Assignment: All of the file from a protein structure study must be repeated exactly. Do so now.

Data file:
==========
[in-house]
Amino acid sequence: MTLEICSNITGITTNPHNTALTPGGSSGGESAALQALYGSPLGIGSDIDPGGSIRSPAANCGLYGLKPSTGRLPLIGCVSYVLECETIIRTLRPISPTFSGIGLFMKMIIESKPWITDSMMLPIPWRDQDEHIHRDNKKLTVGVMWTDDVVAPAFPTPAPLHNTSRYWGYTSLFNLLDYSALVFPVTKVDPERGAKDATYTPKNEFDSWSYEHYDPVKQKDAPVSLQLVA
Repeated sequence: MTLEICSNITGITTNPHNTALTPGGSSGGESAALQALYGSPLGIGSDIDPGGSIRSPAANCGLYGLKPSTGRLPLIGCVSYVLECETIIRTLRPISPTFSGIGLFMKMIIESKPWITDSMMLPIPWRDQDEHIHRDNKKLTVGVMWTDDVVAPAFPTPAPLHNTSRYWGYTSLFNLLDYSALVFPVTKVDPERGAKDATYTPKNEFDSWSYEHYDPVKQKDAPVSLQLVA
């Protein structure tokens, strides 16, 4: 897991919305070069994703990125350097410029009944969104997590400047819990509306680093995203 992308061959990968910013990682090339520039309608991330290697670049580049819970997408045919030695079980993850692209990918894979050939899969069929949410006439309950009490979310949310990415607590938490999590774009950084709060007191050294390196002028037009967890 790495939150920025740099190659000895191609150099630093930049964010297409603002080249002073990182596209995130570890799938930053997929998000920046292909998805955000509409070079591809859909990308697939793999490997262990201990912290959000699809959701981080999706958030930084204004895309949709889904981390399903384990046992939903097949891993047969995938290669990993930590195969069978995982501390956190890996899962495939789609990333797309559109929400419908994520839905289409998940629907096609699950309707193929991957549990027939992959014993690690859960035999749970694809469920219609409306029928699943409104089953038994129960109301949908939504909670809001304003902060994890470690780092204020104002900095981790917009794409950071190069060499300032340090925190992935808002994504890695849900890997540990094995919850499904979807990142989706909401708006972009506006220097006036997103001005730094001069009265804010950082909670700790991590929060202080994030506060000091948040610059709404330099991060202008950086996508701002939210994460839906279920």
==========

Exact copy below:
[in-house]
Amino acid sequence: MTLEICSNITGITTNPHNTALTPGGSSGGESAALQALYGSPLGIGSDIDPGGSIRSPAANCGLYGLKPSTGRLPLIGCVSYVLECETIIRTLRPISPTFSGIGLFMKMIIESKPWITDSMMLPIPWRDQDEHIHRDNKKLTVGVMWTDDVVAPAFPTPAPLHNTSRYWGYTSLFNLLDYSALVFPVTKVDPERGAKDATYTPKNEFDSWSYEHYDPVKQKDAPVSLQLVA
Repeated sequence: MTLEICSNITGITTNPHNTALTPGGSSGGESAALQALYGSPLGIGSDIDPGGSIRSPAANCGLYGLKPSTGRLPLIGCVSYVLECETIIRTLRPISPTFSGIGLFMKMIIESKPWITDSMMLPIPWRDQDEHIHRDNKKLTVGVMWTDDVVAPAFPTPAPLHNTSRYWGYTSLFNLLDYSALVFPVTKVDPERGAKDATYTPKNEFDSWSYEHYDPVKQKDAPVSLQLVA
């Protein structure tokens, strides 16, 4: 897991919305070069994703990125350097410029009944969104997590400047819990509306680093995203 992308061959990968910013990682090339520039309608991330290697670049580049819970997408045919030695079980993850692209990918894979050939899969069929949410006439309950009490979310949310990415607590938490999590774009950084709060007191050294390196002028037009967890 790495939150920025740099190659000895191609150099630093930049964010297409603002080249002073990182596209995130570890799938930053997929998000920046292909998805955000509409070079591809859909990308697939793999490997262990201990912290959000699809959701981080999706958030930084204004895309949709889904981390399903384990046992939903097949891993047969995938290669990993930590195969069978995982501390956190890996899962495939789609990333797309559109929400419908994520839905289409998940629907096609699950309707193929991957549990027939992959014993690690859960035999749970694809469920219609409306029928699943409104089953038994129960109301949908939504909670809001304003902060994890470690780092204020104002900095981790917009794409950071190069060499300032340090925190992935808002994504890695849900890997540990094995919850499904979807990142989706909401708006972009506006220097006036997103001005730094001069009265804010950082909670700790991590929060202080994030506060000091948040610059709404330099991060202008950086996508701002939210994460839906279920």